5 Stunning Steps to Building Imagery in a Poem

Imagery is one of poetry’s key features. Defined as “using vivid or figurative language to represent ideas, objects, or actions” by the Poetry Foundation, imagery can be necessary to fully transport your reader—but it can also seem confusing or difficult to incorporate. However, the art of building imagery into your work can be broken down into just a few steps, most of which involve being deeply observant and unafraid of unique, playful language. Make these five strategies your starting point.


1. Incorporate multiple senses.


Oftentimes, visual images come to mind most readily while writing poetry. But evoking sound, smell, taste, and touch can have just as powerful of an effect. In fact, layering multiple types of imagery into one poem usually stands out as the best poetic approach. This multi-sensory method creates a dimensional, richly detailed world for a poetry reader to inhabit.


Prompt: Go on a walk around your neighborhood before writing. Notice not just the sights around you—like flowers, park equipment, or string lights on a nearby porch—but also discover what other sensations you can take in. Are cicadas buzzing? Does the smell of a bonfire happen to be wafting through the air? How does the wind or heat feel against your skin? Merely taking a mental note of these images can make you a sharper, more observant poet. For an added challenge, aim to weave them into your next draft.


2. Be specific.


Using generic language can be one of the quickest ways to dull your poetry. Think about observations that only you could make and that express your personal voice as a poet. Sure, an image might be “beautiful,” but what does that really mean? And how can you go deeper than remarking on the blueness of the sky or smell of the rain? Avoiding these cliches and generalisms strengthens your poetry—as well as allows for more creative fun. Dig further to find specific, illuminating language.


Prompt: Take an image that could be generic and resist this impulse. Instead, add as many details as possible. For example, cats and dogs are common characters in many poems. How could you write a pet poem that reflects individual personality, quirk, and intricate description?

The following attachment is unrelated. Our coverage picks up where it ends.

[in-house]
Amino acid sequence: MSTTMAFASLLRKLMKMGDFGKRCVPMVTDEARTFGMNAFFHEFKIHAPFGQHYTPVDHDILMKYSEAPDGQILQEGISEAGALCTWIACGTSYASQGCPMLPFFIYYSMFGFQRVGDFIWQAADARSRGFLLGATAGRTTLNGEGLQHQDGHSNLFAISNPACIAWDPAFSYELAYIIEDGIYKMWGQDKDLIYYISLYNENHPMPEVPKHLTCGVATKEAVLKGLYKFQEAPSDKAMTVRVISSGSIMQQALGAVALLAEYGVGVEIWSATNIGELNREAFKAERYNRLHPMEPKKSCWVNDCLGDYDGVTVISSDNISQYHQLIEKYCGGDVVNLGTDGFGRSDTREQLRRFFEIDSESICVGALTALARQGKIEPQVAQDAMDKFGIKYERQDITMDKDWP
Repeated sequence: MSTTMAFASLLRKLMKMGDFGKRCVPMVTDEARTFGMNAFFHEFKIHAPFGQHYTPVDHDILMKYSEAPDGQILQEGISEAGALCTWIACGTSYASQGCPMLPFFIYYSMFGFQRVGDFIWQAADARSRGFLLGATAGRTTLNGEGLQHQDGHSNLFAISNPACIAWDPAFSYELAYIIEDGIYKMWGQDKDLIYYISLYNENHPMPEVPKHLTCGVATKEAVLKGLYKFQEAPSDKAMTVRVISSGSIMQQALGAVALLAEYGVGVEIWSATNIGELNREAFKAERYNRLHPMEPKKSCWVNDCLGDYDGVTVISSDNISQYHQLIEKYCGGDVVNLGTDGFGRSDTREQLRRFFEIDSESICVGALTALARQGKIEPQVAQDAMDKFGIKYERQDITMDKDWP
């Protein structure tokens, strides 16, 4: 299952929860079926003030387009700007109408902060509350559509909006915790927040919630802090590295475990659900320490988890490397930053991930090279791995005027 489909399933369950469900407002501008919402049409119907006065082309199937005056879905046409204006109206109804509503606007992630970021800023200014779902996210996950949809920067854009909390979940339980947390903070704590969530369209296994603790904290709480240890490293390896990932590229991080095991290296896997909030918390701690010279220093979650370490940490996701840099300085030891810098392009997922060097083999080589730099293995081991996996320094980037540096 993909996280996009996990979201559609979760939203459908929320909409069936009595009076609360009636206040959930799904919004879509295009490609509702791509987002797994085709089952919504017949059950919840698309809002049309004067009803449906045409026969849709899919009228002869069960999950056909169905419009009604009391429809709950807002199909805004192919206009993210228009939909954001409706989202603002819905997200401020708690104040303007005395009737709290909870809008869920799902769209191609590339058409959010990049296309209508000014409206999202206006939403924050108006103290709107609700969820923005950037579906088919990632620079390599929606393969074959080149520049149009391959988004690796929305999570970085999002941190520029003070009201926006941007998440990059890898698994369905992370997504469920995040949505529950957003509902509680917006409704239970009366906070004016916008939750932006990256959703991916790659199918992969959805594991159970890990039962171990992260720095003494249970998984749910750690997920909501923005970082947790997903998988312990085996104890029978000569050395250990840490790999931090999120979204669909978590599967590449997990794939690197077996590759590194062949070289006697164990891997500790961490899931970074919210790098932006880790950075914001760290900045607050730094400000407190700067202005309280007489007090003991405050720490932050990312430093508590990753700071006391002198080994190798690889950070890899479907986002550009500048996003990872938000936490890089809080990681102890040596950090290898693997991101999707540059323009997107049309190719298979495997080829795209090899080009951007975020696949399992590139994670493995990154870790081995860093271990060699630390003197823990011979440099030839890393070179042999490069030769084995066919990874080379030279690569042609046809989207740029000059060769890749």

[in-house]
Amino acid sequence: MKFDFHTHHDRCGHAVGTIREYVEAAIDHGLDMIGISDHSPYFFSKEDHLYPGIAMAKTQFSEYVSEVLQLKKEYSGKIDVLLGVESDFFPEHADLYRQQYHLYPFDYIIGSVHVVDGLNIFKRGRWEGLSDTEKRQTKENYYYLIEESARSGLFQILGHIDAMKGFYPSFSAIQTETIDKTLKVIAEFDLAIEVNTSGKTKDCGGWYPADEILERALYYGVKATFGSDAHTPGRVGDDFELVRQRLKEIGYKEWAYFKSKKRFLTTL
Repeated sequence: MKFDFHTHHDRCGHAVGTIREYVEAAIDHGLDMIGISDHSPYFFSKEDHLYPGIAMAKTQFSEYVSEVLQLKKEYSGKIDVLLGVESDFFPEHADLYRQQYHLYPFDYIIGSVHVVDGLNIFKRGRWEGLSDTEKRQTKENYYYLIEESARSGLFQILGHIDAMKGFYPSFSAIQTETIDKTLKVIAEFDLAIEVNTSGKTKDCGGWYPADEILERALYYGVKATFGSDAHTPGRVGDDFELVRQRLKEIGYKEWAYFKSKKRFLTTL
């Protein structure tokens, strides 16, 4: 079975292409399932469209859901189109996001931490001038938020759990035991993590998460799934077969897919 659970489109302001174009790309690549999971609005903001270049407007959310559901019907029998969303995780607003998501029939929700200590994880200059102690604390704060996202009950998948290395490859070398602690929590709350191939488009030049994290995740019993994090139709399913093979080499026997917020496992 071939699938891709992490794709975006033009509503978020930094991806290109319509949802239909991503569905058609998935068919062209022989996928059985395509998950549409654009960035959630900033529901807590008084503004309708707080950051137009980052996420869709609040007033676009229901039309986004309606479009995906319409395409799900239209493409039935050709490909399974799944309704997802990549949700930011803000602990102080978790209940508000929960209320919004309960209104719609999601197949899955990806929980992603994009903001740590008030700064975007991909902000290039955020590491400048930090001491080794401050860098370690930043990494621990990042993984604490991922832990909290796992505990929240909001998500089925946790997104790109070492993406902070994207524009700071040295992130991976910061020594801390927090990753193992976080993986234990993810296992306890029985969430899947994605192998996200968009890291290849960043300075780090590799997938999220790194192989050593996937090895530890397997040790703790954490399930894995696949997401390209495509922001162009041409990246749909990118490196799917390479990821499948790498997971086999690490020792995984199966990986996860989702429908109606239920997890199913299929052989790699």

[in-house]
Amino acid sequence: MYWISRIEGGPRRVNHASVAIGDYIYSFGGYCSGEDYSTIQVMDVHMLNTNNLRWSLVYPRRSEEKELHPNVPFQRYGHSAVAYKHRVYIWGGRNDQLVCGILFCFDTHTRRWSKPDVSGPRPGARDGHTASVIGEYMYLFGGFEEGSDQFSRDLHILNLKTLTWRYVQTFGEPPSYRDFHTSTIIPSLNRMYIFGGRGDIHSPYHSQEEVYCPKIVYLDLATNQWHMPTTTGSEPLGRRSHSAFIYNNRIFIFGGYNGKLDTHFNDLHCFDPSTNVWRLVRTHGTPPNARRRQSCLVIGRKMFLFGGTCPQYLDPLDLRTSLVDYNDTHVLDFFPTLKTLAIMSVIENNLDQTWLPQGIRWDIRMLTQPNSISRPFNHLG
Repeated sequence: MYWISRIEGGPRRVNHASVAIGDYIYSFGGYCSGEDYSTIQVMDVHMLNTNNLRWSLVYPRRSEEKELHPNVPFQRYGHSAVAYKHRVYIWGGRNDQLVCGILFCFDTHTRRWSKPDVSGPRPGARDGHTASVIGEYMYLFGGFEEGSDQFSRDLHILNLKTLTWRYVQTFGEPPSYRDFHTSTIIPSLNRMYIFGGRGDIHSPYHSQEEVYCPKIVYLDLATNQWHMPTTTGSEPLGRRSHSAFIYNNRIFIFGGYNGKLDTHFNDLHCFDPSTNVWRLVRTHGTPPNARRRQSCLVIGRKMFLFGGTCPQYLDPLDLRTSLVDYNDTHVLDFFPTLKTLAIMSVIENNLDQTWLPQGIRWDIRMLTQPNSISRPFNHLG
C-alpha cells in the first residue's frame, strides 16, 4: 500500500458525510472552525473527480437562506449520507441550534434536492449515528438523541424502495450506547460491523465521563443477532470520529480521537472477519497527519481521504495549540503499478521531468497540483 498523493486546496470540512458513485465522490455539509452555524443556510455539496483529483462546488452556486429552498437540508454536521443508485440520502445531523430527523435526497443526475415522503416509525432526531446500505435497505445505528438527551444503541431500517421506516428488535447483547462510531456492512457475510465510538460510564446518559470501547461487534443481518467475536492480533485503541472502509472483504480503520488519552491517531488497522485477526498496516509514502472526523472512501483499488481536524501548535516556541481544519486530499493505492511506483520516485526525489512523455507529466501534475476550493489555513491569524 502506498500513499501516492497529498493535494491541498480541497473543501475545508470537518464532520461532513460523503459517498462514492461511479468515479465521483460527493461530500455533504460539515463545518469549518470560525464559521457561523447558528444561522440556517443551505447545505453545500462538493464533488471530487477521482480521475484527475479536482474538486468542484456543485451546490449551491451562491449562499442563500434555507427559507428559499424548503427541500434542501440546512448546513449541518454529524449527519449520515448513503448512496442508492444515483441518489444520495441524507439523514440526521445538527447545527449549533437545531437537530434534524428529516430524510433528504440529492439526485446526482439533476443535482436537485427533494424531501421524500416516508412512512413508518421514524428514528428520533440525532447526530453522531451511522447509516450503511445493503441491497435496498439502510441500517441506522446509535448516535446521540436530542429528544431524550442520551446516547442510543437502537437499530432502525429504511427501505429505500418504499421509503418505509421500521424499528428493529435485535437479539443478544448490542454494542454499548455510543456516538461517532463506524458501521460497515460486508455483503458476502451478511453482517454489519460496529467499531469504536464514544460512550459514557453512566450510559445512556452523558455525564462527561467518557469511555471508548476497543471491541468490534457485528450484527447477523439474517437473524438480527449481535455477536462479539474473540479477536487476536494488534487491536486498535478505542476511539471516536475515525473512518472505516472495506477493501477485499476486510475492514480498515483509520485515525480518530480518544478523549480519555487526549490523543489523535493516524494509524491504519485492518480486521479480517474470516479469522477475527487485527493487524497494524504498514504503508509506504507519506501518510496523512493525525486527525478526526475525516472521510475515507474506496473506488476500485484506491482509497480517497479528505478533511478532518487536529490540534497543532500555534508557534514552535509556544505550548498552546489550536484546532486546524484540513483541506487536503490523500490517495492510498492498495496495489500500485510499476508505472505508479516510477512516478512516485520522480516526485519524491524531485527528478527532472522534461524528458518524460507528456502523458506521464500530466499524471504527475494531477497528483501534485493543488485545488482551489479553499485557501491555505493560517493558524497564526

3. Don’t shy away from surprising imagery.


Similarly, the best poems make people consider even mundane details in a new, intriguing light. For a perfect example, read “Balloons” by Sylvia Plath, which transforms ordinary party balloons into “oval soul-animals,” a “yellow cathead” and “blue fish,” and a “funny pink world” with increasingly bizarre imagery. 


Prompt: Think of two nouns that seem totally unrelated. Or use this random noun generator, which came up with examples like “refrigerator and hat.” How could you connect these ideas to be a part of the same poem?


4. Use active language.


Because imagery is descriptive, it can be tempting to litter poems with adjectives. However, this natural instinct has the tendency to tell rather than show—and can result in some lackluster lines. Make just as much room for verbs, which can endow a poem with movement and variety. Consider “Eagle Poem” by Joy Harjo, which reflects on an “eagle that Sunday morning / Over Salt River / Circled in blue sky / In wind, swept our hearts clean /  With sacred wings.” The use of specific verbs like “circled” and “swept” helps craft a clear image of how an eagle moves through the world. Think of how much more effective this approach is than if Harjo had simply written, “The eagle was graceful.”


Prompt: Avoid “to be” and “to have” verbs (examples: I was, We were, She has, etc.) throughout an entire poem. Reflect on how this might make your images more active and urgent.


5. Experiment with describing one thing in many different ways.


Sometimes, landing on the right image means discarding a lot of images that just don’t work or fit the poem at hand. In these cases, revision and workshop become a poet’s best friend. Other times, multiple strong images can function well together—as in Wallace Stevens’ often-cited poem “Thirteen Ways of Looking at a Blackbird.”


Prompt: Generate a list of vastly different metaphors and similes that depict the same image. Which is the most interesting and unexpected?


Imagery is just one of the powerful elements of writing a hard-hitting poem. Learn about more important poetic qualities—like line structure and sound play—here.